The man was arrested early on Saturday morning at the main station in the Baltic Sea port city of Kiel, where he lived and studied.
Police shut the main train station in Kiel for five hours, saying the move was linked to the investigation into two unexploded bombs that were discovered in abandoned suitcases on trains in Dortmund and Koblenz in July.
The 21-year-old, identified as a Lebanese student, was detained a day after investigators released surveillance camera footage from July 31, the day of the attempted bombing, showing two men with heavy luggage who were believed to have planted the devices.
Prosecutors said the suspect was identified with the help of the video from Cologne station and DNA traces from one of the suitcases in which the bombs were found.
Chief prosecutor Monika Harms said he apparently had planned to flee the country, but she did not say where he wanted to go.
At a news conference in Wiesbaden on Friday, police said they were looking for two male suspects who were caught on video boarding the trains with the suitcases in Cologne.
The footage of the two men, aged between 20 and 30, was put on the internet to help the manhunt.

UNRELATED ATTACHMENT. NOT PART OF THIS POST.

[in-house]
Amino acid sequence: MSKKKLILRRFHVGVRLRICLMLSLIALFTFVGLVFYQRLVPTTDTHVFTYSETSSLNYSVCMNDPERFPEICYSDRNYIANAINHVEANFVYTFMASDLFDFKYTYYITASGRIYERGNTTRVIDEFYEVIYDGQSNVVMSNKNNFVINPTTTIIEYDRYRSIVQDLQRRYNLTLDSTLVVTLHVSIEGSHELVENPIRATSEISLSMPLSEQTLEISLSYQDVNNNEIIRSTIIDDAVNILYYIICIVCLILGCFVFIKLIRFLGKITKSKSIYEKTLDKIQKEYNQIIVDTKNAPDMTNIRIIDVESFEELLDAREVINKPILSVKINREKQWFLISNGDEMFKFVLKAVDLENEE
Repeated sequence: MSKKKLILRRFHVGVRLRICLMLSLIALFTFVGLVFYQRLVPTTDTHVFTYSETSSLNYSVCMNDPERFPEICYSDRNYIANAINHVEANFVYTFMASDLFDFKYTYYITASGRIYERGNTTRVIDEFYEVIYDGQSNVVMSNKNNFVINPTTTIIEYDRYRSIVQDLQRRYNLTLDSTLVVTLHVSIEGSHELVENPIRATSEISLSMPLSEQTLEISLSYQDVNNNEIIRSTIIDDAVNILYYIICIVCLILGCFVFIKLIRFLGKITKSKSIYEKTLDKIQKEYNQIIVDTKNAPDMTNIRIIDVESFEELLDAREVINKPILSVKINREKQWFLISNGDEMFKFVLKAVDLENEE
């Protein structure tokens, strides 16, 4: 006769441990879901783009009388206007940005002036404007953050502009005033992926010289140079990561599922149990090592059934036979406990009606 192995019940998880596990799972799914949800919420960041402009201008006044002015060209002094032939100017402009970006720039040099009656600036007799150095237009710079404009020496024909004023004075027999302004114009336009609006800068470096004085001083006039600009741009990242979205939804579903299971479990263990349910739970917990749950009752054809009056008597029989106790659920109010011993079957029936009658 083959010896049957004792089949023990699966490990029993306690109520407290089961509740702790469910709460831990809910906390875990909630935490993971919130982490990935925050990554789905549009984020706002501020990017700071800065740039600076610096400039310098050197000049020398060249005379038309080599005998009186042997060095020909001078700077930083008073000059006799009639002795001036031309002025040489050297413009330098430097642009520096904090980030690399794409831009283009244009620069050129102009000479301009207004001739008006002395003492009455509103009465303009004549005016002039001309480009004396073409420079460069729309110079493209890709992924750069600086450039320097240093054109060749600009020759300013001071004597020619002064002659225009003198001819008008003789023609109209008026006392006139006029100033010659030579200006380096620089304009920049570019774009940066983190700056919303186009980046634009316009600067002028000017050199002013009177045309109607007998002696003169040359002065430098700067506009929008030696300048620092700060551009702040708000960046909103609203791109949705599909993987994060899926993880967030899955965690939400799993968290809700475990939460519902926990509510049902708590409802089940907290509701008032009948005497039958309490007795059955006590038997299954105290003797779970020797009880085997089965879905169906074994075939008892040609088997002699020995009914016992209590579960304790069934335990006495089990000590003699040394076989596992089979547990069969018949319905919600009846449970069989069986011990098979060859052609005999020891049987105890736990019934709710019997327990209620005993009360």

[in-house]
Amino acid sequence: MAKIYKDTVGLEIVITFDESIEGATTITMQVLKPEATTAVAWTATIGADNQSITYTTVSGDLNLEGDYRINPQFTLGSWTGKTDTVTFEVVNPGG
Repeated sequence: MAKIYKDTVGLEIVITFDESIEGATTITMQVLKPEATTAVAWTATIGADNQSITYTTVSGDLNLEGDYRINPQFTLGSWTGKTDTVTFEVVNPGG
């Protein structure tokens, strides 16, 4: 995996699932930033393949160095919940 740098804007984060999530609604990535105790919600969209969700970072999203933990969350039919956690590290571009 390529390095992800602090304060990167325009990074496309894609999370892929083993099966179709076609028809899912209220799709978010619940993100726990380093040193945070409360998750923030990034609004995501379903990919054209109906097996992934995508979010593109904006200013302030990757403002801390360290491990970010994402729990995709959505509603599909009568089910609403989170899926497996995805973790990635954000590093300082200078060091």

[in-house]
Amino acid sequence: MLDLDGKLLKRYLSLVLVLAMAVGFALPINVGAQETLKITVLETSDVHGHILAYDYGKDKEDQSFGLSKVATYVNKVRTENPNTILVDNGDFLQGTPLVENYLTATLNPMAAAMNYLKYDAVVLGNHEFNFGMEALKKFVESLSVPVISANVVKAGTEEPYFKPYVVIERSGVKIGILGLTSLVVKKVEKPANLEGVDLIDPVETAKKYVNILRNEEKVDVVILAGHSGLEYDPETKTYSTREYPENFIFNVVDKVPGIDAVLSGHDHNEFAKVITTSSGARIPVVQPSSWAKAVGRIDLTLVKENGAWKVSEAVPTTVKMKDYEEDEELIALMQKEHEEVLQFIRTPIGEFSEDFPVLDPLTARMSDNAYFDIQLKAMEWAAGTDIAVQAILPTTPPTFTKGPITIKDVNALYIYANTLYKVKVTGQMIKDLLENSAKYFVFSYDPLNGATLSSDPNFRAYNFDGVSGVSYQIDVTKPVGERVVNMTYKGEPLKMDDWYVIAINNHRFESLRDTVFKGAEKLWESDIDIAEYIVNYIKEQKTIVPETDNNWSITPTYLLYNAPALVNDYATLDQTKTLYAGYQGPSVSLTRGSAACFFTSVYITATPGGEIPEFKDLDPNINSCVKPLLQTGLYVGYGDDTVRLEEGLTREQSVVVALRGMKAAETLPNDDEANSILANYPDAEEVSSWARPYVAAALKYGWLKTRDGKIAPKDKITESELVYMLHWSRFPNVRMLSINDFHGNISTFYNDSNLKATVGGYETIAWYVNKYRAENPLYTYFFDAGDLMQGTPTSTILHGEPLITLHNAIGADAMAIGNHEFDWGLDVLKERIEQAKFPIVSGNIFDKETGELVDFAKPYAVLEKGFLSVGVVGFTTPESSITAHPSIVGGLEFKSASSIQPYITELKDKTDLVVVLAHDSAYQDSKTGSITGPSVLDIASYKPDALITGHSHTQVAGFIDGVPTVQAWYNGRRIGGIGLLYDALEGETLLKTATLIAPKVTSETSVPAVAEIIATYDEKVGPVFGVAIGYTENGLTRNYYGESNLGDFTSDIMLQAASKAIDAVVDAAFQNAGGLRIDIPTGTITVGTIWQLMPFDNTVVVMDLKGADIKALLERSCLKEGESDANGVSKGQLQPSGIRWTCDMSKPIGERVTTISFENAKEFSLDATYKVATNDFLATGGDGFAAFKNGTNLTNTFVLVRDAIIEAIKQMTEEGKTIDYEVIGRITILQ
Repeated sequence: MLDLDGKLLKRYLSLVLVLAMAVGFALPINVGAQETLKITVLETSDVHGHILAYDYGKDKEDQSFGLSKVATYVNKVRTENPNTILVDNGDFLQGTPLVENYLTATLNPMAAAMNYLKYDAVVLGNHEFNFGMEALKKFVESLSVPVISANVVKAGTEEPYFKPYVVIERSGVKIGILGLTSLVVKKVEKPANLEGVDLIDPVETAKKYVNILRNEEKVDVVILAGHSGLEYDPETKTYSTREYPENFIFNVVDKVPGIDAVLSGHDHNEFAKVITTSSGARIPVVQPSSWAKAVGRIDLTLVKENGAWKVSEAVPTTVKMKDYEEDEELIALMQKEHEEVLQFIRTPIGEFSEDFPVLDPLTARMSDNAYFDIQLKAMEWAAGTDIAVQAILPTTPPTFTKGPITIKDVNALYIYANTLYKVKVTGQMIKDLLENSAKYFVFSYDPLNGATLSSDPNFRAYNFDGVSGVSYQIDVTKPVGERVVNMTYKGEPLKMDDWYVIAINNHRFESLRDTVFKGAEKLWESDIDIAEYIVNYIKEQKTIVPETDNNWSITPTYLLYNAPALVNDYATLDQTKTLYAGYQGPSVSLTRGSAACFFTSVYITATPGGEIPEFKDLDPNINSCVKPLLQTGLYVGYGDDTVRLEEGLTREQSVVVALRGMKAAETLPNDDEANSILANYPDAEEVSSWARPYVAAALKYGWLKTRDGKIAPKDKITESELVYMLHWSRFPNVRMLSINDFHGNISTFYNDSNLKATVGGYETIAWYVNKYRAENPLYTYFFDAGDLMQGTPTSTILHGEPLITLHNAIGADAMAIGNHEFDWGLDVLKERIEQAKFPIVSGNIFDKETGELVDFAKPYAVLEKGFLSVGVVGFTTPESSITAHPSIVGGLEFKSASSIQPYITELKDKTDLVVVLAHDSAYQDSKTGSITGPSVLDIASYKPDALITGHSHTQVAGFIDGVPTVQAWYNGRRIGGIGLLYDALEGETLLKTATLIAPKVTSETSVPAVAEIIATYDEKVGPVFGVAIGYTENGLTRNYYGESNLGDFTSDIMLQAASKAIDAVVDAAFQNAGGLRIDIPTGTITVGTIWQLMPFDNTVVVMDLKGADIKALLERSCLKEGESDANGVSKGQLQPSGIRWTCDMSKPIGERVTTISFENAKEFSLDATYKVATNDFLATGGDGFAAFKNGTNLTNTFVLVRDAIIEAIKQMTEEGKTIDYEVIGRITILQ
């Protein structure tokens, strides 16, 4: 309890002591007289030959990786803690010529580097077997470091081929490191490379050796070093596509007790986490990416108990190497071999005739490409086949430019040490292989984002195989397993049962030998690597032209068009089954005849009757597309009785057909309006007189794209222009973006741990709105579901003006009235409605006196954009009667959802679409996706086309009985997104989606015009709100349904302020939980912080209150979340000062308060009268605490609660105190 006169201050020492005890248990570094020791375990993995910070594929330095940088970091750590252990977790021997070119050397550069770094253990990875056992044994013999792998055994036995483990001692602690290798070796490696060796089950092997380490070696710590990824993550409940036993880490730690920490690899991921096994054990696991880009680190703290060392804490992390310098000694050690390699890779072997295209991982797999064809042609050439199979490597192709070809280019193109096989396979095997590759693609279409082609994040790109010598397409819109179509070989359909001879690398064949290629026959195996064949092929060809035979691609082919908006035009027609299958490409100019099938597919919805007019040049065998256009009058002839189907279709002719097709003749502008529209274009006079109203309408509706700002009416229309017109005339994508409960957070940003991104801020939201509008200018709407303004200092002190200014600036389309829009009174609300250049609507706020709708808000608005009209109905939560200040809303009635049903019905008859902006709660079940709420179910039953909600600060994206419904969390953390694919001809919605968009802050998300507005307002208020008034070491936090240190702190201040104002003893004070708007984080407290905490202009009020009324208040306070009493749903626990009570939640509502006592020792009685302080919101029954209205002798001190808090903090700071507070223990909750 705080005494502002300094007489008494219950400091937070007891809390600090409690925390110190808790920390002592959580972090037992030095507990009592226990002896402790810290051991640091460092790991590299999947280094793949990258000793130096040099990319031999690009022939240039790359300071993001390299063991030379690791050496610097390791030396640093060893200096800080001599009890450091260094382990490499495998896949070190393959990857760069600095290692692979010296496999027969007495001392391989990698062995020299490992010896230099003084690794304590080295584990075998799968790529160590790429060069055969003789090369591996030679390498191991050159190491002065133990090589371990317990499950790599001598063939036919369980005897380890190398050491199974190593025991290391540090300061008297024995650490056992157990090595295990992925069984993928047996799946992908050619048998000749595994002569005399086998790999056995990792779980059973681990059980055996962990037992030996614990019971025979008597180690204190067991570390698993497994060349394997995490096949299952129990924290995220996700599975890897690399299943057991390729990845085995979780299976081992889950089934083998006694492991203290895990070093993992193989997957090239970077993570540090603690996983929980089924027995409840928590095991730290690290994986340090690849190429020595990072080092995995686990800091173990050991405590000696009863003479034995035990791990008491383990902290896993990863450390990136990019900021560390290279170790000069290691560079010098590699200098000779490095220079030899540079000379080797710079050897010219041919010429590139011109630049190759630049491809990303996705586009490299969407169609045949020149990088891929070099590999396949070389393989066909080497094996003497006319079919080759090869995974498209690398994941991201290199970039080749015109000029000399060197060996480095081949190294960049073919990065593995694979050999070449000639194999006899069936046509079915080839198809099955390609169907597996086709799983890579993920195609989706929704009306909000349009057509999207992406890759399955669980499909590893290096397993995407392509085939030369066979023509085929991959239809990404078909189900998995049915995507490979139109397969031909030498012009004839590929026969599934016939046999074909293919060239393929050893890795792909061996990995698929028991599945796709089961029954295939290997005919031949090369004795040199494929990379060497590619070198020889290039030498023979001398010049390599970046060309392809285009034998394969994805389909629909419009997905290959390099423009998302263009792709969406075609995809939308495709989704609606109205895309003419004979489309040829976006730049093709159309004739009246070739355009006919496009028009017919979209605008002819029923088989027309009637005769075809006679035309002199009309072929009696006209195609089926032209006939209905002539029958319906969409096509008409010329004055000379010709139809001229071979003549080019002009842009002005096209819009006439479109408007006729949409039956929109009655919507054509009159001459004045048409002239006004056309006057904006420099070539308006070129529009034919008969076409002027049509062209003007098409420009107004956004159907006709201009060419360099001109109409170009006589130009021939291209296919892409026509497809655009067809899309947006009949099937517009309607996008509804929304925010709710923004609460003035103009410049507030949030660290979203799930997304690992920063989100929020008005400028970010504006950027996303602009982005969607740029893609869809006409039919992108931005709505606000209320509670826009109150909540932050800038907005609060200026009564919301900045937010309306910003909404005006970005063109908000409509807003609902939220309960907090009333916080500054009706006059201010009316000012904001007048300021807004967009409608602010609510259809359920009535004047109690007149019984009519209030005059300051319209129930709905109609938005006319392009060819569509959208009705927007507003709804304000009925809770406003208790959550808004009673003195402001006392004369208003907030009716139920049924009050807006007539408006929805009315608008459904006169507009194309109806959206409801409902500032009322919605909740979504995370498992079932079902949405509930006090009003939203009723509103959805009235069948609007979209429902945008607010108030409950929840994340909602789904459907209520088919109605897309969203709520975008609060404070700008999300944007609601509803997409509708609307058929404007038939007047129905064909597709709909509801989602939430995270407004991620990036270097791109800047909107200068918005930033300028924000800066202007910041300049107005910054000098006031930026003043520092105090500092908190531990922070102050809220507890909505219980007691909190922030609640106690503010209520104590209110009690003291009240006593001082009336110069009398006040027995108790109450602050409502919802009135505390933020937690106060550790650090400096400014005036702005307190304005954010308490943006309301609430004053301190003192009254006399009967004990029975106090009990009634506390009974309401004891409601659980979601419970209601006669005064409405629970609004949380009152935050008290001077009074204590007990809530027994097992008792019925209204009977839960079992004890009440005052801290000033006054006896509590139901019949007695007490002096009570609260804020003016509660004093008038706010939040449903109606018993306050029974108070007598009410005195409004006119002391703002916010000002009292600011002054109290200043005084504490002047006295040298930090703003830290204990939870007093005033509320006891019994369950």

Middle East angle
Police have said the bombs - made with propane tanks, petrol bottles and crude detonating devices - may have been part of a plot designed to show anger over the Middle East crisis.
Along with the bomb materials, they found a bag of starch with Arabic print and a shopping list in Arabic for olives, bread and Lebanese yoghurt.
The bombs were fitted with timers set to go off 10 minutes before the trains arrived in the two cities. The explosives had been ignited but failed to detonate. If they had gone off, they would have killed a "high number" of people, the police said.
Germany has not suffered a major terrorist attack in recent years, although a cell including members of the group behind the September 11, 2002, attacks on the US was based in the northern port city of Hamburg.